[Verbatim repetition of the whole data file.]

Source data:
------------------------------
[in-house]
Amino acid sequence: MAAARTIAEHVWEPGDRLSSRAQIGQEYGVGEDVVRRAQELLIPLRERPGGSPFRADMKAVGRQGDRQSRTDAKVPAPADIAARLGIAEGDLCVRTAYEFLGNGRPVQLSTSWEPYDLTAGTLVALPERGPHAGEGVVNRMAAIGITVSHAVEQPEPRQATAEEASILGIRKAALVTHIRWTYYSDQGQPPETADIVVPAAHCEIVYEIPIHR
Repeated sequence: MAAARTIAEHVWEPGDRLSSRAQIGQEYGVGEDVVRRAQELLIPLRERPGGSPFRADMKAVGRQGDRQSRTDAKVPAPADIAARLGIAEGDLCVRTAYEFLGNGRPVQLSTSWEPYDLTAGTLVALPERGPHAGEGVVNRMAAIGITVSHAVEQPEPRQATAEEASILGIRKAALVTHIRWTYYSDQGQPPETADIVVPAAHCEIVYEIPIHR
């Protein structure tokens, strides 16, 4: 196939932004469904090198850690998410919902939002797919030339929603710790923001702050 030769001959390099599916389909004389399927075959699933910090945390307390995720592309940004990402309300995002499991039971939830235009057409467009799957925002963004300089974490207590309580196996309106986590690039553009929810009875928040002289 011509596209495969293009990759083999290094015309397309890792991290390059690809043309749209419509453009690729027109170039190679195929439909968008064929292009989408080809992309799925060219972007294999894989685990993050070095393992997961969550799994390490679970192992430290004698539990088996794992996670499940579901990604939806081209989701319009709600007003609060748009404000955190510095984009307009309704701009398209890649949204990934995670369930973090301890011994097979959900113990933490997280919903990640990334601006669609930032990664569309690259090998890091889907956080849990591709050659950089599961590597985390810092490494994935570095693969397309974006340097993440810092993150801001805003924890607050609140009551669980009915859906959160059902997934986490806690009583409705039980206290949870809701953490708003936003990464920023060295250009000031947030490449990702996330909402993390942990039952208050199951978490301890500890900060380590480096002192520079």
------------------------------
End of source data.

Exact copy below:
[in-house]
Amino acid sequence: MAAARTIAEHVWEPGDRLSSRAQIGQEYGVGEDVVRRAQELLIPLRERPGGSPFRADMKAVGRQGDRQSRTDAKVPAPADIAARLGIAEGDLCVRTAYEFLGNGRPVQLSTSWEPYDLTAGTLVALPERGPHAGEGVVNRMAAIGITVSHAVEQPEPRQATAEEASILGIRKAALVTHIRWTYYSDQGQPPETADIVVPAAHCEIVYEIPIHR
Repeated sequence: MAAARTIAEHVWEPGDRLSSRAQIGQEYGVGEDVVRRAQELLIPLRERPGGSPFRADMKAVGRQGDRQSRTDAKVPAPADIAARLGIAEGDLCVRTAYEFLGNGRPVQLSTSWEPYDLTAGTLVALPERGPHAGEGVVNRMAAIGITVSHAVEQPEPRQATAEEASILGIRKAALVTHIRWTYYSDQGQPPETADIVVPAAHCEIVYEIPIHR
């Protein structure tokens, strides 16, 4: 196939932004469904090198850690998410919902939002797919030339929603710790923001702050 030769001959390099599916389909004389399927075959699933910090945390307390995720592309940004990402309300995002499991039971939830235009057409467009799957925002963004300089974490207590309580196996309106986590690039553009929810009875928040002289 011509596209495969293009990759083999290094015309397309890792991290390059690809043309749209419509453009690729027109170039190679195929439909968008064929292009989408080809992309799925060219972007294999894989685990993050070095393992997961969550799994390490679970192992430290004698539990088996794992996670499940579901990604939806081209989701319009709600007003609060748009404000955190510095984009307009309704701009398209890649949204990934995670369930973090301890011994097979959900113990933490997280919903990640990334601006669609930032990664569309690259090998890091889907956080849990591709050659950089599961590597985390810092490494994935570095693969397309974006340097993440810092993150801001805003924890607050609140009551669980009915859906959160059902997934986490806690009583409705039980206290949870809701953490708003936003990464920023060295250009000031947030490449990702996330909402993390942990039952208050199951978490301890500890900060380590480096002192520079």